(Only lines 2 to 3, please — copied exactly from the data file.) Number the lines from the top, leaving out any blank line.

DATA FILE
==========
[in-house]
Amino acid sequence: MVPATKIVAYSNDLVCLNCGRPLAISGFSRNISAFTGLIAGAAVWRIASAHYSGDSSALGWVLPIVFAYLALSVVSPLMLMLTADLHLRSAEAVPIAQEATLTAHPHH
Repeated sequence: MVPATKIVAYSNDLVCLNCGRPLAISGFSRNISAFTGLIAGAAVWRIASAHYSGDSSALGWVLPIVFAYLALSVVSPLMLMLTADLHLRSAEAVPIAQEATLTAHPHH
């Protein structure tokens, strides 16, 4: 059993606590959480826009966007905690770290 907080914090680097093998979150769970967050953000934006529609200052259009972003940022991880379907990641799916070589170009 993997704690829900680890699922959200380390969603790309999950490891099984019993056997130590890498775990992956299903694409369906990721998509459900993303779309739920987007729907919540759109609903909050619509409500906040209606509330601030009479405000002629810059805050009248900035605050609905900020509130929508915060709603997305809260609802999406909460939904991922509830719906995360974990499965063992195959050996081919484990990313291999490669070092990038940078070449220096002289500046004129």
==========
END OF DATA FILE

Amino acid sequence: MVPATKIVAYSNDLVCLNCGRPLAISGFSRNISAFTGLIAGAAVWRIASAHYSGDSSALGWVLPIVFAYLALSVVSPLMLMLTADLHLRSAEAVPIAQEATLTAHPHH
Repeated sequence: MVPATKIVAYSNDLVCLNCGRPLAISGFSRNISAFTGLIAGAAVWRIASAHYSGDSSALGWVLPIVFAYLALSVVSPLMLMLTADLHLRSAEAVPIAQEATLTAHPHH